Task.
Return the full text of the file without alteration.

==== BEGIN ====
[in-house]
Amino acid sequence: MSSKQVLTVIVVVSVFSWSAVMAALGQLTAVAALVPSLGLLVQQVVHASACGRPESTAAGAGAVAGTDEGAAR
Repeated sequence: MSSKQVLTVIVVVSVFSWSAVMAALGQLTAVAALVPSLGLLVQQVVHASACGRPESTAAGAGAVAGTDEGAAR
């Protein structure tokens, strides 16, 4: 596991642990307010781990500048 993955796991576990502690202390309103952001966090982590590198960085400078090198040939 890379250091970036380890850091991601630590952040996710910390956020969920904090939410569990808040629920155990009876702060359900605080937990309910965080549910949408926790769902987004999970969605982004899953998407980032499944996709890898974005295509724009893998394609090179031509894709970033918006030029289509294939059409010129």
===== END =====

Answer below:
[in-house]
Amino acid sequence: MSSKQVLTVIVVVSVFSWSAVMAALGQLTAVAALVPSLGLLVQQVVHASACGRPESTAAGAGAVAGTDEGAAR
Repeated sequence: MSSKQVLTVIVVVSVFSWSAVMAALGQLTAVAALVPSLGLLVQQVVHASACGRPESTAAGAGAVAGTDEGAAR
């Protein structure tokens, strides 16, 4: 596991642990307010781990500048 993955796991576990502690202390309103952001966090982590590198960085400078090198040939 890379250091970036380890850091991601630590952040996710910390956020969920904090939410569990808040629920155990009876702060359900605080937990309910965080549910949408926790769902987004999970969605982004899953998407980032499944996709890898974005295509724009893998394609090179031509894709970033918006030029289509294939059409010129």